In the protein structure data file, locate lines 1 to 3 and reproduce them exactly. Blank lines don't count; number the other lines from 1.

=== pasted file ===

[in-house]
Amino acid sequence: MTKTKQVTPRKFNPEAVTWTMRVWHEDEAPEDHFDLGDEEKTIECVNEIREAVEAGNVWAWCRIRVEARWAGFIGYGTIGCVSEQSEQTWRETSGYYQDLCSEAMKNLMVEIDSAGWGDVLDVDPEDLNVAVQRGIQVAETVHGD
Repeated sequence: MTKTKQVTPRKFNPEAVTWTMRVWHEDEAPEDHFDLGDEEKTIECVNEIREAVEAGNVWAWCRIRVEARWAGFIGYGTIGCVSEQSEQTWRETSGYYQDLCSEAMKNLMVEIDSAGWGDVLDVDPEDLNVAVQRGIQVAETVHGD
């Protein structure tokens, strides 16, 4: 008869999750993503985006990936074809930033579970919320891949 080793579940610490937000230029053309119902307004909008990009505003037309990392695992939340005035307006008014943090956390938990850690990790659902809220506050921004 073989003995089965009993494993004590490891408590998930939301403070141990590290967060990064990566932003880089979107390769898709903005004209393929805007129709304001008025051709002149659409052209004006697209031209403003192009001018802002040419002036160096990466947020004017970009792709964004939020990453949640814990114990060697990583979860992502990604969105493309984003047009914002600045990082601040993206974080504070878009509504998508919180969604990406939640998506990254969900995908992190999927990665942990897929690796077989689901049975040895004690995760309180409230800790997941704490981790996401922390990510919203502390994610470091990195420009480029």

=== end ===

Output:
[in-house]
Amino acid sequence: MTKTKQVTPRKFNPEAVTWTMRVWHEDEAPEDHFDLGDEEKTIECVNEIREAVEAGNVWAWCRIRVEARWAGFIGYGTIGCVSEQSEQTWRETSGYYQDLCSEAMKNLMVEIDSAGWGDVLDVDPEDLNVAVQRGIQVAETVHGD
Repeated sequence: MTKTKQVTPRKFNPEAVTWTMRVWHEDEAPEDHFDLGDEEKTIECVNEIREAVEAGNVWAWCRIRVEARWAGFIGYGTIGCVSEQSEQTWRETSGYYQDLCSEAMKNLMVEIDSAGWGDVLDVDPEDLNVAVQRGIQVAETVHGD